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  • Stone technology Lítica

    Stone is the oldest known material used for tool making during the course of human development. This does not mean that it was the only material used, but its greater durability compared to wood and bone has left it better preserved in archaeological sites.

    The first stone tools were simple axes and knives made in Africa, Europe, and Asia during the earliest period of prehistory, known as the Paleolithic (from paleo = ancient and lithos = stone), around two million years ago. The first humans reached the Americas approximately 20,000 years ago, bringing with them a suite of stone tools such as axes, lance heads, knives, and scrapers, which they used for hunting, butchering, preparing skins, and even for making other tools.

    Several different types of rock were used to make tools, with rocks with specific properties used for different purposes. Crystalline rocks are relatively easy to break and so could be readily shaped into tools with sharp cutting edges; volcanic glass has similar properties. In contrast, as granite and sandstone fracture in an irregular and unpredictable way without leaving sharp edges, they cannot be shaped into cutting tools but were useful as hammers and crushers, as grinding tools such as mortars and pestles, and for polishing; they were also used to make stone containers. Carved or polished rocks were not only used as tools or utensils; in more recent times they were used to make sculptures.

    The techniques used for polishing stone emerged in the Old World during the Neolithic period (from the Greek neo = new and lithos = stone), approximately 12,000 years ago. Similar techniques arose in the Americas around 10,000 years ago among hunter gatherer groups that developed techniques to grind wood and bone and mortars to grind pigments and food, as well as techniques for making stone figures. Later, around 4000 years ago, grinding tools such as mortars and pestles began to be used by the continent’s first agricultural communities.

  • Knapped stone

    Tallado en piedra de una punta de dardo o flecha
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    Stone carving or knapping is the oldest human technology in the archaeological record. It began to appear one to two million years ago, when the first humans began using simple stones as hammers and cutting tools, modifying their natural shape by striking them against each other to produce angular, sharp-edged tools. Over time their skills improved and new techniques were developed to work stone into useful items. Image 1

    Rocks are found in almost all natural environments, but not all are equally suitable for tool making. The most widely used were crystalline rocks such as quartz, chert, and flint, and volcanic glasses, as striking or pressuring these produced predictable fractures that allowed tools to be shaped. Imagen 2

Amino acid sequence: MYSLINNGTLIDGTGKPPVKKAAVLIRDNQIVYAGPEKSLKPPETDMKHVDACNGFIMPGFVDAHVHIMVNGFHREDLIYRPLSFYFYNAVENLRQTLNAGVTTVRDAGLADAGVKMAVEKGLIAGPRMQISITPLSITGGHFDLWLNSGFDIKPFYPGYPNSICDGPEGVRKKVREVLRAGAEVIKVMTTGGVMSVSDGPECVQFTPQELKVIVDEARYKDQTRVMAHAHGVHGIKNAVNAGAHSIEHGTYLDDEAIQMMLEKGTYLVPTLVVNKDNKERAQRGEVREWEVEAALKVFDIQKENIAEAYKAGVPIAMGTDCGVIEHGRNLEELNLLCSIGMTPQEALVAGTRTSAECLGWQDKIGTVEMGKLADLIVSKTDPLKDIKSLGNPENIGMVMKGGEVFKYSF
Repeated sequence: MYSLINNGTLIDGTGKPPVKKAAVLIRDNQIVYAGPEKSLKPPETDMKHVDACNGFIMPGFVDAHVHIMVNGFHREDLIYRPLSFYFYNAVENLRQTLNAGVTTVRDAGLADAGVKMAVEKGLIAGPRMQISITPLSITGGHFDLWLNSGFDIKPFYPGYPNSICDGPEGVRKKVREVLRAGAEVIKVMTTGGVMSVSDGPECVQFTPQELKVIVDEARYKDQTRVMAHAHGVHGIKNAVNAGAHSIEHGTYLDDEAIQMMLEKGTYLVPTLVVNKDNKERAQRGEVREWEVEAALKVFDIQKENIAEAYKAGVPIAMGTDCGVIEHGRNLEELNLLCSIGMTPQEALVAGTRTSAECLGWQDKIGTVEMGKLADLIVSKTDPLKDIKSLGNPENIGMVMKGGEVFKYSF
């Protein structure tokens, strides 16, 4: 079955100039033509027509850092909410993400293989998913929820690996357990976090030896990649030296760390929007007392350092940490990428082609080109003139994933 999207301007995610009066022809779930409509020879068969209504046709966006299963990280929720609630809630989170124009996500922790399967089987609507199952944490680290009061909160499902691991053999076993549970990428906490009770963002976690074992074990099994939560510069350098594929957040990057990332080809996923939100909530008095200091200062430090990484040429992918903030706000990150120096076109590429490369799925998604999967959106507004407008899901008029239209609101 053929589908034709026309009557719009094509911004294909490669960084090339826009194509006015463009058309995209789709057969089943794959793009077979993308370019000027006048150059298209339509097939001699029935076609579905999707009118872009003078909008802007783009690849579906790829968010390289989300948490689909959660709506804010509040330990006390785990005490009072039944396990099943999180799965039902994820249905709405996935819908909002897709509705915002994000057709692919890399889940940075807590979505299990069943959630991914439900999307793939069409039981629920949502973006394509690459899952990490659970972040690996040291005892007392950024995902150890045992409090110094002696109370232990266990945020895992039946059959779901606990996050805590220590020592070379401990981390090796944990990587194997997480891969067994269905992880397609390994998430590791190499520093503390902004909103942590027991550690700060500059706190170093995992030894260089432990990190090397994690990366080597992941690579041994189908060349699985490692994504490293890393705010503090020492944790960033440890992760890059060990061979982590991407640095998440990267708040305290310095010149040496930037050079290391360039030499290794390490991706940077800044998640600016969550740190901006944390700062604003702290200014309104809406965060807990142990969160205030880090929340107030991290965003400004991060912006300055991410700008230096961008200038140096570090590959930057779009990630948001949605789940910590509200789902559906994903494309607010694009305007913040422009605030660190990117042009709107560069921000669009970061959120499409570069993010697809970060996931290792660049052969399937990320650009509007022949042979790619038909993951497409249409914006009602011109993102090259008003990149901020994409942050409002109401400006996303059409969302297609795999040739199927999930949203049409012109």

Once a knapper selected a nodule of suitable rock, he removed the outer layer, which is normally rough from its exposure to the elements. The smooth, regular interior of a single nodule could then be worked into several tools. Knapping is a complex process that requires careful planning, as each blow can be made only once and errors can have a major effect on the finished piece, even rendering it unusable and forcing the knapper to start over again.

    Depending on the tool being made, the knapper faced a series of decisions as he worked a core of stone. Some solid objects, such as large hammers, were made by chipping off small flakes of the outer layer of the nodule, giving shape to the inner core. Thin cutting tools such as knives were made by working on chips struck off the core with sharp blows. These thin, sharp slices of rock are known as flakes.

    Flakes of flint or similar rock could be used unworked as long as their edges were kept sharp, or could be knapped into more complex pieces such as arrowheads or knives. Modifications made to these flakes included serrated edges and blunt edges, which allowed them to be held in the hand or inserted into a handle. Tools that had lost their cutting edge could also be reworked to make them sharp again.

    Knappers would often strike the rock they were working on directly, using a harder pebble. This would guarantee that the piece would break, but an intense blow would reduce the craftsman’s control over the line of fracture, rendering the process unpredictable. By using softer strikers made from wood, bone, or antler, the force of the blow could be reduced and the knapper could exert more control over how the workpiece would break.

    When greater precision was required, the knapper used an intermediate tool rather like a chisel, which would transmit the force of the blow through to the workpiece, cushioning the impact or directing it to a specific point. This knapping technique is called soft-hammer percussion.

    The way in which the workpiece was held would also affect the result of the knapping process, so knappers could vary the outcome by choosing to hold the piece in their hands, rest it on part of their body, or place it on a stone or wooden anvil.

    The finishing elements of the design, such as notches and serrated edges, required the removal of tiny, regular flakes from the edges of the tool. This stage of tool making was critical, as a single ill-placed blow could destroy the entire piece. For this reason the final stage was undertaken using pressure rather than striking, with the knapper exerting a strong, constant pressure until a flake gave way as desired.

    One form of knapping, known as monofacial reduction, created tools by working only one side of the workpiece. This technique required the knapper to strike the naturally flat face of the flake, aiming to remove chips from the other side. In profile, monofacial pieces are asymmetrical, with one flat face and one convex face. Bifacial reduction, in contrast, is a technique in which the knapper works on the entire surface of a piece on both sides, leaving a tool with no flat side. In profile view, both sides of bifacial pieces are convex.

    Stone knapping has been used to make cutting, scraping, and perforating tools in the Americas since the earliest human times, and is still used by some indigenous groups.

    A few selected examples help show the quality of stoneworking among the ancient peoples of the Americas. Around 4000 BCE, fishermen on the north coast of present-day Chile worked huge and very thin bifacial blades up to 30cm (12 inches) long, from lustrous white, yellow, and red fine-grained silica. These tools, apparently used as knives, were greatly valued and were left as grave goods. Around the year 500 CE in Mesoamerica, workmen took advantage of the region’s high quality obsidian to create very thin and sharp pieces, with extremely fine cutting edges. The Aztecs of around 1400 CE created the so-called “eccentric flints”, blades crafted with great precision from flint or obsidian in shapes of spirals or waves, which were used as ceremonial sacrificial knives and were also buried as temple offerings. Images 3, 4, 5